The crumpled old gentleman nestled in the armchair of his hospital room, bundled in blankets from the warmer down the hall, cards from his family propped up like a miniature Stonehenge on the table beside him. I listened closely to his heart and lungs, eyed the half-full urinal hooked onto his bed frame, and drew my fingers along his shins.
“Three, two, one … lift,” the circulating nurse directs as I raise the patient’s feet from the trauma table onto the recovery bed, gushing with the giddiness of getting to use my hands in a medical setting for the first time.
During my pediatric rotation, a little girl was brought to the ED the day her family was set to leave for vacation. Her physical exam and imaging confirmed a ruptured appendix that would require surgery and almost a week of IV antibiotics, meaning our patient would miss her family’s forthcoming vacation.
When my family saw me painstakingly hand-placing individual sprinkles on the apices of buttercream rosettes at age 15, I justified this obsessive behavior by telling them, “I’m just practicing precision for the day when I get to inject into people’s faces.”
Unlike other specialties, radiology is often an elective rotation that focuses on diagnostics and image interpretation. Such tasks are mainly done by the specialty’s residents with little care for medical students to be involved with.
As I step carefully into the sterile field / past the rows of scalpels, forceps and clamps, / I sense a gentle fluttering in my chest.
One crisp Sunday morning in October, I arrive at the community free clinic to find four student volunteers — two of whom are in their third month of medical school like I am — and one attending physician. As usual, we are overbooked.
It was my third day on my home dermatology elective, and I boldly volunteered to see a patient by myself. As a third-year medical student strongly considering dermatology for my future career, I had studied for weeks for this rotation, hoping to make an impression as a confident, knowledgeable and reliable doctor-in-training. Usually, medical students shadow for two weeks before seeing patients on their own, but I was eager to be more independent. This was my chance to demonstrate everything I was working toward.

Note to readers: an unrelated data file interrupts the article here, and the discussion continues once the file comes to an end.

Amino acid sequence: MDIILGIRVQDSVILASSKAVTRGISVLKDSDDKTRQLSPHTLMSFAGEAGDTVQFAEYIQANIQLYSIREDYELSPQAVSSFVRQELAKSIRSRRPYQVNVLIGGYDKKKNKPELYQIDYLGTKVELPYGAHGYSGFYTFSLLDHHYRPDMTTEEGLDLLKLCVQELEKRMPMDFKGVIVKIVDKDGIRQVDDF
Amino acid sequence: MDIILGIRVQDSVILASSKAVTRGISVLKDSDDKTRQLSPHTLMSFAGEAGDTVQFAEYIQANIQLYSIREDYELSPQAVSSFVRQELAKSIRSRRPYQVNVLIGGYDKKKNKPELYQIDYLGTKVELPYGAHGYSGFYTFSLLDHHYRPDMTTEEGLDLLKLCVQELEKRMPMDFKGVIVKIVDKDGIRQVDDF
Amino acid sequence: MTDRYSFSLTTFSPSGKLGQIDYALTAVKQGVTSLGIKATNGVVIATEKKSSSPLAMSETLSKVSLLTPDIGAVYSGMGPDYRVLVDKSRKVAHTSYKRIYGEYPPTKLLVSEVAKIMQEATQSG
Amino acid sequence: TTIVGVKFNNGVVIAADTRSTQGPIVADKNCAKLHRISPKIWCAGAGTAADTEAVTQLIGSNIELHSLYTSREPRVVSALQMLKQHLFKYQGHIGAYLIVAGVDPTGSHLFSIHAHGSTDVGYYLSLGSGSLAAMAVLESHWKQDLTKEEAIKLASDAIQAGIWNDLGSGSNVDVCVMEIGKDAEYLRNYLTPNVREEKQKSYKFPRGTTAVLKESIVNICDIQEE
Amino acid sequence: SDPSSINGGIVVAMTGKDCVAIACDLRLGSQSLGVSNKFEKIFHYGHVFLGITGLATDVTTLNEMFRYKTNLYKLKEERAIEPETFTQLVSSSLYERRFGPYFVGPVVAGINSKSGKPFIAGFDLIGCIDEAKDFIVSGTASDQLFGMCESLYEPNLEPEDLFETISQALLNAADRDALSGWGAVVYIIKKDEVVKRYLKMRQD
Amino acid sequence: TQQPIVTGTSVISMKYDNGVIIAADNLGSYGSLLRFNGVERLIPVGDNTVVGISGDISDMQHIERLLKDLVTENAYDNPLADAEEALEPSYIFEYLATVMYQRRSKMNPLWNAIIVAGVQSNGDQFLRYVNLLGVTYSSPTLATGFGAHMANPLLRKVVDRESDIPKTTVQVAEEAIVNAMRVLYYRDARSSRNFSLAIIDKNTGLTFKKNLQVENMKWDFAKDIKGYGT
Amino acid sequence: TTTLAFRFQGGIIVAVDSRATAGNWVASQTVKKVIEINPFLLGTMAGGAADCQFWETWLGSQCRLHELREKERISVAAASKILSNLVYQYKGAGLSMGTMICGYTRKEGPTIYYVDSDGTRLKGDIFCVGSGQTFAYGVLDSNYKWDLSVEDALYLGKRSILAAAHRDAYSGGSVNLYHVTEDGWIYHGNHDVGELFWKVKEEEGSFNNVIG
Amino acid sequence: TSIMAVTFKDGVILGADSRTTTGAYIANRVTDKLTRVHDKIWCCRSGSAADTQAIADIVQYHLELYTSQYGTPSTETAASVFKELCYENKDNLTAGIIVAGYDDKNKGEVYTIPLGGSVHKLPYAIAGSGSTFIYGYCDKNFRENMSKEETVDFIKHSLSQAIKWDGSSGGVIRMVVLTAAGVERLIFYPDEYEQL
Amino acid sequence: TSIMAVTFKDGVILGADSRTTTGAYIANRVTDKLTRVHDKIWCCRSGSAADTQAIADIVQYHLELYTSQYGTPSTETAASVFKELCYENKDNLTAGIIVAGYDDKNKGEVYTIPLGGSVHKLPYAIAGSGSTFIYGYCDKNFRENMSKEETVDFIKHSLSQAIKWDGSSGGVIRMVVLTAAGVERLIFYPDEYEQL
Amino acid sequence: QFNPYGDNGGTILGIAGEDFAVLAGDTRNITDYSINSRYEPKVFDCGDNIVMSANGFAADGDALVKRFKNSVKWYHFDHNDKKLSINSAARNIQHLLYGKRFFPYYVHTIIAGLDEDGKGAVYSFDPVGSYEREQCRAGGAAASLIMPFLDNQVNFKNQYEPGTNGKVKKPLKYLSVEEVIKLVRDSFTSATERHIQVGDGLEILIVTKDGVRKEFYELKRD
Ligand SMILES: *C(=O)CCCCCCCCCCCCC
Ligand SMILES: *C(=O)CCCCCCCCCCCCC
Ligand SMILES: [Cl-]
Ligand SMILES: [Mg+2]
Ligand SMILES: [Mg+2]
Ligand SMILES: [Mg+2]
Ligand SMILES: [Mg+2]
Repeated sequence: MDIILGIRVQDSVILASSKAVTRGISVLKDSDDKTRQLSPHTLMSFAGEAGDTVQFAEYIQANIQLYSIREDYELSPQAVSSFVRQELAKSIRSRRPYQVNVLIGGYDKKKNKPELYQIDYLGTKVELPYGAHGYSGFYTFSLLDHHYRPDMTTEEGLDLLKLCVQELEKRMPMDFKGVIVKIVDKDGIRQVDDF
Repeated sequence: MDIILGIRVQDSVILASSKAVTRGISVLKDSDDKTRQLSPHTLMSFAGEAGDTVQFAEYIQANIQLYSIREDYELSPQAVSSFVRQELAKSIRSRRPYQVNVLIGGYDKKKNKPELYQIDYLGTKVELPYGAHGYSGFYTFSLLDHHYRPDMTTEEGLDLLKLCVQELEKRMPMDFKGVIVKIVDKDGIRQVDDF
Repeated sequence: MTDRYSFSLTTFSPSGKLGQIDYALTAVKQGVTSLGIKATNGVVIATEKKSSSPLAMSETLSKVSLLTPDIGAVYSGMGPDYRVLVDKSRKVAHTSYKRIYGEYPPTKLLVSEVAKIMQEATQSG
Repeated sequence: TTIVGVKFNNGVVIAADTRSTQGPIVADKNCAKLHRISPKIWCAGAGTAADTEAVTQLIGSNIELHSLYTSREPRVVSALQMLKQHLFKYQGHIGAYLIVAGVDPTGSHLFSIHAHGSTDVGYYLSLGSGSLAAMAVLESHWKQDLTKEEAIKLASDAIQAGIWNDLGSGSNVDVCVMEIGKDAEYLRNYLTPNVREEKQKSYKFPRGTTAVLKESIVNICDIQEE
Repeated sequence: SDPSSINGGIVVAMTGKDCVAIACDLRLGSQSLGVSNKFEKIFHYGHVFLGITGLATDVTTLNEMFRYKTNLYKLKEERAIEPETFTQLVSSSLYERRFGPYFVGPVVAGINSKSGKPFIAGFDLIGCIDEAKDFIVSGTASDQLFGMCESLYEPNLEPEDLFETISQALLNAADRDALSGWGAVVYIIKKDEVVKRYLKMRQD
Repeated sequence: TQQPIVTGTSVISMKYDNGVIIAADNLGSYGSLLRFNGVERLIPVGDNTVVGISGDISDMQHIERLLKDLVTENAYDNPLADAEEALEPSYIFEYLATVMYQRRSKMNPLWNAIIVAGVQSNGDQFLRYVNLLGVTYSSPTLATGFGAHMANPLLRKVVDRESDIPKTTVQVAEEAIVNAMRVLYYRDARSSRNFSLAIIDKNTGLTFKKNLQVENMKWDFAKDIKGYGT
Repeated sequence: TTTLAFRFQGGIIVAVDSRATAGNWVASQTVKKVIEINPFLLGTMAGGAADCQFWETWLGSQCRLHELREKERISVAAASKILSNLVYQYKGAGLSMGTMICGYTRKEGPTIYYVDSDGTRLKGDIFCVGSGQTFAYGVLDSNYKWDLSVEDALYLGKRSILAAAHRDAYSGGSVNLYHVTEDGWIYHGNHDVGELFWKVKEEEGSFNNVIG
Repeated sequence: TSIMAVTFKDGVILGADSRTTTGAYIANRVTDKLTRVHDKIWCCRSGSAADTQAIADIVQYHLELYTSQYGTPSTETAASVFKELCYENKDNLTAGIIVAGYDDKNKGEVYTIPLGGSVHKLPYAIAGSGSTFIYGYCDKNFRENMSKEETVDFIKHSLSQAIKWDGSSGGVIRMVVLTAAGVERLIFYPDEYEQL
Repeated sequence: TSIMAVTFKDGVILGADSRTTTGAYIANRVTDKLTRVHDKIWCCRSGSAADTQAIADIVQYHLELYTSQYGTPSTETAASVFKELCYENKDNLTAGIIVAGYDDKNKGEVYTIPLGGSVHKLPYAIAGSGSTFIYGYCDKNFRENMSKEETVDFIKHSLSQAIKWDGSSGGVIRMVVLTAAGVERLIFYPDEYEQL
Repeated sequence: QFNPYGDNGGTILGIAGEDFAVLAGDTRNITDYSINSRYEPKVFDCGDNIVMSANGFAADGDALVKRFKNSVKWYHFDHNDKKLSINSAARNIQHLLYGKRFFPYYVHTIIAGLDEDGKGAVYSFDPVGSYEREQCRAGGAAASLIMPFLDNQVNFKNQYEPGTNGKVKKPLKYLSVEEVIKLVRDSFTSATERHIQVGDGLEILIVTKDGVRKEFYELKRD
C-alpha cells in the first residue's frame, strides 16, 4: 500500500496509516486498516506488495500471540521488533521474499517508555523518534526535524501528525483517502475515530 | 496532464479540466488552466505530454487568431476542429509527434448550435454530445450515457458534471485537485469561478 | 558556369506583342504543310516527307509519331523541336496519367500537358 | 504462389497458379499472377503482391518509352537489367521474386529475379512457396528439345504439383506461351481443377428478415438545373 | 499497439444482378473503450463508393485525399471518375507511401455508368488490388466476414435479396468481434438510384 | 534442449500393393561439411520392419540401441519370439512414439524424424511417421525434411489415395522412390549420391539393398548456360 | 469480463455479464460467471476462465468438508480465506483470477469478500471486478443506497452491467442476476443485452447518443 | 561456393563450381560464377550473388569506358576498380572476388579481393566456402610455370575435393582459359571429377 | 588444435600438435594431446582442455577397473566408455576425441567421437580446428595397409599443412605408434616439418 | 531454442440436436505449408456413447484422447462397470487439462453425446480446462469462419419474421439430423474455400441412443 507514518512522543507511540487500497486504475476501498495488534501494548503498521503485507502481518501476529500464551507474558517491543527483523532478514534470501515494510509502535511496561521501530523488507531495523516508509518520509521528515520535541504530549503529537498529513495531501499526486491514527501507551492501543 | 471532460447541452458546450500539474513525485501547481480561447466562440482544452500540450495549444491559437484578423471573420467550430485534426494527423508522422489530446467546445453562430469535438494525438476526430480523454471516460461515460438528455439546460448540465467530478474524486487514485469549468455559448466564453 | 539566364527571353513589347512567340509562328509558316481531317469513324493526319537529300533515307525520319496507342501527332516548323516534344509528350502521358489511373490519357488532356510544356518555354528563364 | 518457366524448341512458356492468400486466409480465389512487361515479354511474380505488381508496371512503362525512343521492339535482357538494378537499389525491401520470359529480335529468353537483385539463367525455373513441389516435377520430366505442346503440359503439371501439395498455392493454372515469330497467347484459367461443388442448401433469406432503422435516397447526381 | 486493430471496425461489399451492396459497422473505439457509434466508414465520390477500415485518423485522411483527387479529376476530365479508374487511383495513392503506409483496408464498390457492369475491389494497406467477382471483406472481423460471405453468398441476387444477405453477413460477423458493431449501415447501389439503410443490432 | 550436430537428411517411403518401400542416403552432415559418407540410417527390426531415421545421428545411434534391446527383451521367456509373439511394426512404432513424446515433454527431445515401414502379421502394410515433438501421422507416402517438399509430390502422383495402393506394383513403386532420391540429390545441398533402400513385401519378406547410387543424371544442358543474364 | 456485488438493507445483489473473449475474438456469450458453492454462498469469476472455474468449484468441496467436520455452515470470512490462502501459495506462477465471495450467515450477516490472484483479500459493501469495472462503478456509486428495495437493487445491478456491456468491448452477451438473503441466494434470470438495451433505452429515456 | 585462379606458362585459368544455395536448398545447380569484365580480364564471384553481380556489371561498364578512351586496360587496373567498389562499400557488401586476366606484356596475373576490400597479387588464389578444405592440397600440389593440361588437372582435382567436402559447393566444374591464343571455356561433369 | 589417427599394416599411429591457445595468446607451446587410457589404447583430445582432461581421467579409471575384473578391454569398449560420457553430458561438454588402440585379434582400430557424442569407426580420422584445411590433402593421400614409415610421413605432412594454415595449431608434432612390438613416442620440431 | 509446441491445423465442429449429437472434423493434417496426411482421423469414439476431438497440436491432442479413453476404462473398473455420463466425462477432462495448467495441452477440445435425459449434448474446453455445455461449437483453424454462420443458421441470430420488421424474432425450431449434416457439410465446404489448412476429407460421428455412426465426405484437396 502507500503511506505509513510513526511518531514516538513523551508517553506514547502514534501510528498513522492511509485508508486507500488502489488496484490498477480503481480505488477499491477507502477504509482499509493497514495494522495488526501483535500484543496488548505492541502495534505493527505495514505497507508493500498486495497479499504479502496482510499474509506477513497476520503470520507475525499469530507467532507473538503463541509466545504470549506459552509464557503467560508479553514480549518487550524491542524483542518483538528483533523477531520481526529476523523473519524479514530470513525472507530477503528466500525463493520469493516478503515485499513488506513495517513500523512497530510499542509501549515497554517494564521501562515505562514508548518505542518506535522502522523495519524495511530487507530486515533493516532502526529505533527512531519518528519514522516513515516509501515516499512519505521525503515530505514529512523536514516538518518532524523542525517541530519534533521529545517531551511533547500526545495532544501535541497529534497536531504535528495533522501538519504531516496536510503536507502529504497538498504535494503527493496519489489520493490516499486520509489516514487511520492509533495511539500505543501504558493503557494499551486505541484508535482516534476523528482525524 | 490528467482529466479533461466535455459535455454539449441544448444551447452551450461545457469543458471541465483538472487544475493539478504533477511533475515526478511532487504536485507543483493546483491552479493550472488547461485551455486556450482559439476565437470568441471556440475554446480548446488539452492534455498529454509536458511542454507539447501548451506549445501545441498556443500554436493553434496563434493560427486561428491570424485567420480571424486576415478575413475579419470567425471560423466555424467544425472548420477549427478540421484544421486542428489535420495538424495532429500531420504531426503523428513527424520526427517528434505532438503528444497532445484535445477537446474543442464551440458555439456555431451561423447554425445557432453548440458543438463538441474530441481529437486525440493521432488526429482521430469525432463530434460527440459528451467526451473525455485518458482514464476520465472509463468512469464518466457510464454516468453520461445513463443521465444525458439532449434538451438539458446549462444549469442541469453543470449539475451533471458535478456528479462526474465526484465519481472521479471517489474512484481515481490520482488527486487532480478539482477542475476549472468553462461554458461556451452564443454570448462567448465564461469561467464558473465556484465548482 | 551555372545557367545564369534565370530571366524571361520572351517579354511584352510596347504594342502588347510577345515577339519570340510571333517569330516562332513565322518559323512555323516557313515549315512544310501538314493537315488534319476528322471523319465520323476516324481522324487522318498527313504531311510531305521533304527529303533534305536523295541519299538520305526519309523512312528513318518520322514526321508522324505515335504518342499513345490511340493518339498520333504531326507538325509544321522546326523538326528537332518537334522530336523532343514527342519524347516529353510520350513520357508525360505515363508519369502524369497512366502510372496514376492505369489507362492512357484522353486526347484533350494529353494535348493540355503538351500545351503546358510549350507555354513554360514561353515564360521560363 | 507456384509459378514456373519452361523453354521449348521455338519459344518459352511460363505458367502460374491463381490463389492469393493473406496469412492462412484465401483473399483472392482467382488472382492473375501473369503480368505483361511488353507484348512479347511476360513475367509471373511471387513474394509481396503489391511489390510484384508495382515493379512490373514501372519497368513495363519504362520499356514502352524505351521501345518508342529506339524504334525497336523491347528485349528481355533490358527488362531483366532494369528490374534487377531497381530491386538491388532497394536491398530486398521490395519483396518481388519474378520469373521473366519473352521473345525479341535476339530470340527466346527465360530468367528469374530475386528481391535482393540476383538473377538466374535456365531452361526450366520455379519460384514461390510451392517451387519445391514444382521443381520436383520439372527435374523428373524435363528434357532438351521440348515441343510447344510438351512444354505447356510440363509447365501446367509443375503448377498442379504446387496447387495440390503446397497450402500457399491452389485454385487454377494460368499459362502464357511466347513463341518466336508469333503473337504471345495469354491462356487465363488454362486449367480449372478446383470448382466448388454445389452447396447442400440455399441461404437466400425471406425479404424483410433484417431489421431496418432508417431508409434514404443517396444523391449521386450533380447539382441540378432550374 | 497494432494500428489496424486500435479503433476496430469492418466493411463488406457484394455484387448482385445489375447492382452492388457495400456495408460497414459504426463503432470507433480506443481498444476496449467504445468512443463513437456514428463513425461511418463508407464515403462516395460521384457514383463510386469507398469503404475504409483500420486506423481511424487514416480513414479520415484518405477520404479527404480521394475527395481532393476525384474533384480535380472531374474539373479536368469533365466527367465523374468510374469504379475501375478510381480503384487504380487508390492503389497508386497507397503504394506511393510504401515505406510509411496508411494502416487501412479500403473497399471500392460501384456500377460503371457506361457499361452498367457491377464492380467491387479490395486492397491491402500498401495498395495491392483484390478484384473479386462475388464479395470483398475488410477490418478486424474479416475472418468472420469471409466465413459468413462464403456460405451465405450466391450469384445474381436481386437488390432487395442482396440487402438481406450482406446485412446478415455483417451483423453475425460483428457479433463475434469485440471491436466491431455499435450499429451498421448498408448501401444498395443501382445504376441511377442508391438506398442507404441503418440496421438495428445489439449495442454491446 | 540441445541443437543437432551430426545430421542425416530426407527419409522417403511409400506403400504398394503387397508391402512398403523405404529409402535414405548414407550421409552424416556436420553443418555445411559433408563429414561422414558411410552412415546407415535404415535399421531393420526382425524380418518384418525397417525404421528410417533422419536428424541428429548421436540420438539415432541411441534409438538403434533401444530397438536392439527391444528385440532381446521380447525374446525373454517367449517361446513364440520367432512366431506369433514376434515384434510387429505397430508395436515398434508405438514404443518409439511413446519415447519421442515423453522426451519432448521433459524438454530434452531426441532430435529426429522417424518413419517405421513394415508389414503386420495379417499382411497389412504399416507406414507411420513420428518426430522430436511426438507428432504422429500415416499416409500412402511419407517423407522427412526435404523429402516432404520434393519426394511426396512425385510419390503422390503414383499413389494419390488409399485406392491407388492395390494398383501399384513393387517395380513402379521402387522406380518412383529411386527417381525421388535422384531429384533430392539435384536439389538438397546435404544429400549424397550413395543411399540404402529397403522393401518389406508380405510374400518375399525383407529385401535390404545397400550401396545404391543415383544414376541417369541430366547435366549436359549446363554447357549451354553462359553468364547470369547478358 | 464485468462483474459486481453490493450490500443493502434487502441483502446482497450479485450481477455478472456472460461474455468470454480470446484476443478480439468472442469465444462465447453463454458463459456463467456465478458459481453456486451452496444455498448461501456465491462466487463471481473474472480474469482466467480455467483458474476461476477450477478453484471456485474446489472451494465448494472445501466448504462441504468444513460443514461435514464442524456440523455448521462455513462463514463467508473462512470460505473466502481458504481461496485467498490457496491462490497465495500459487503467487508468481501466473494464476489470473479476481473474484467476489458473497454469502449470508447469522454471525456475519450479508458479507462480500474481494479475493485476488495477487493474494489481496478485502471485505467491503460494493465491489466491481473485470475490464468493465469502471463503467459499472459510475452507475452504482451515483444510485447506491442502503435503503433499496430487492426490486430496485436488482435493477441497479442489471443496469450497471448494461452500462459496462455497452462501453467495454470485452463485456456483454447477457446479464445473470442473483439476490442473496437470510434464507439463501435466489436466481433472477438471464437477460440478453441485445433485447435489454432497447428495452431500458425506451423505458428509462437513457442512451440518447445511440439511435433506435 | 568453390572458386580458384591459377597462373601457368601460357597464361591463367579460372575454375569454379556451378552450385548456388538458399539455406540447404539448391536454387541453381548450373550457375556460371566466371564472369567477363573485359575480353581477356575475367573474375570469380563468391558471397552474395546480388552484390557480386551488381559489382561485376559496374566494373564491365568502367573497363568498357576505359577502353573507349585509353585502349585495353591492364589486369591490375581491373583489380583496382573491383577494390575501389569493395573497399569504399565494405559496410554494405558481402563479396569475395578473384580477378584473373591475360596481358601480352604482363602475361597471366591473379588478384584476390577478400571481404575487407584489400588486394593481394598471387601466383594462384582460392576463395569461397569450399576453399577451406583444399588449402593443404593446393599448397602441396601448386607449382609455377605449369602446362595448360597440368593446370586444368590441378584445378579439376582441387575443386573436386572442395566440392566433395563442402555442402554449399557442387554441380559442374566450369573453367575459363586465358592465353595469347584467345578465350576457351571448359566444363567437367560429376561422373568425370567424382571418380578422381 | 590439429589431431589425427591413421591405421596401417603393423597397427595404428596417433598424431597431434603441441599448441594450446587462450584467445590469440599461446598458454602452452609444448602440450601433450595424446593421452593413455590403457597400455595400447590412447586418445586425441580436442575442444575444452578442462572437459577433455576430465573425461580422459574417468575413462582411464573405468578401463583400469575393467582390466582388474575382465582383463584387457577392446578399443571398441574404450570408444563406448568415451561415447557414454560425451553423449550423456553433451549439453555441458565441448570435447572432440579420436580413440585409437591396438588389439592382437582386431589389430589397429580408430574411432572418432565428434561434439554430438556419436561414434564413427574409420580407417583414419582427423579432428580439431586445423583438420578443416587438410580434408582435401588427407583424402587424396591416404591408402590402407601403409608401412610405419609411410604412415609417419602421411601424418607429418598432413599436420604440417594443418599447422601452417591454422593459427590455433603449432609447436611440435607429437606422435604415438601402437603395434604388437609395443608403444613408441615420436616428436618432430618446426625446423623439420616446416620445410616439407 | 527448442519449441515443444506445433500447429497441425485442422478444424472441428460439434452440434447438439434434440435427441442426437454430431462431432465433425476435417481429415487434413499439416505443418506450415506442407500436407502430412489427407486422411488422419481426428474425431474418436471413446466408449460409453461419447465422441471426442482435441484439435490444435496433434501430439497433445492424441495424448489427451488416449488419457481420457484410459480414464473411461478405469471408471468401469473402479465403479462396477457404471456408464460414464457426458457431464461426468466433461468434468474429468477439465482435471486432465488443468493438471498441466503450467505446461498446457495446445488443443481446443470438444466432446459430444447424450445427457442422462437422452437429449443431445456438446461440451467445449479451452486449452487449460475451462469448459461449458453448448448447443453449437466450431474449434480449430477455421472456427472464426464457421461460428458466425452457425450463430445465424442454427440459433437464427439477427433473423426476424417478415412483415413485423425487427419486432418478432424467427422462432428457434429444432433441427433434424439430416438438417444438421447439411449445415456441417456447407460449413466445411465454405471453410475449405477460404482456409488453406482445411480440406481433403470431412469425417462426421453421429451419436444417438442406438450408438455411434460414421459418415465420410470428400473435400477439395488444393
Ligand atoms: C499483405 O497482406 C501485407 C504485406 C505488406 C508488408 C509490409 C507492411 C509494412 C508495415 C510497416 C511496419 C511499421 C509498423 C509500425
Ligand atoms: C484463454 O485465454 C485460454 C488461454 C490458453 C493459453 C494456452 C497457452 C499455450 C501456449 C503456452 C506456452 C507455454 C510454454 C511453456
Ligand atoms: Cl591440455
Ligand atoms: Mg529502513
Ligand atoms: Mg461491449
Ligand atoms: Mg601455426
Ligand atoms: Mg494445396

Longitudinal community service presents health trainees with clear benefits including development of communication and interpersonal skills, understanding how to teach and insight into community level issues and personal well being.
As she closed the door behind her, the palliative care geriatrician whom I (Meghan) was shadowing turned and said, “Remember, there are no difficult patients – just difficult situations.” We walked to our next patient, Mrs. C, who was suffering from congestive heart failure. All cures had been exhausted and she was tired of being at the hospital but was scared to enter hospice care. The doctor clasped hands with Mrs. C and explained that starting hospice did not mean giving up – it meant living life on her own terms in the time that was left. After these discussions, Mrs. C appeared more at ease and decided to pursue hospice care at her home.
Medical student, why don’t you intubate? / The OR is safe, it’ll go great.
While I maneuvered through my first block of medical school, I felt emboldened by how well my undergraduate studies and extracurriculars prepared me for the transition. With that being said, Osteopathic Manipulative Medicine (OMM) snuck in on its Trojan horse and presented me with a very unexpected challenge.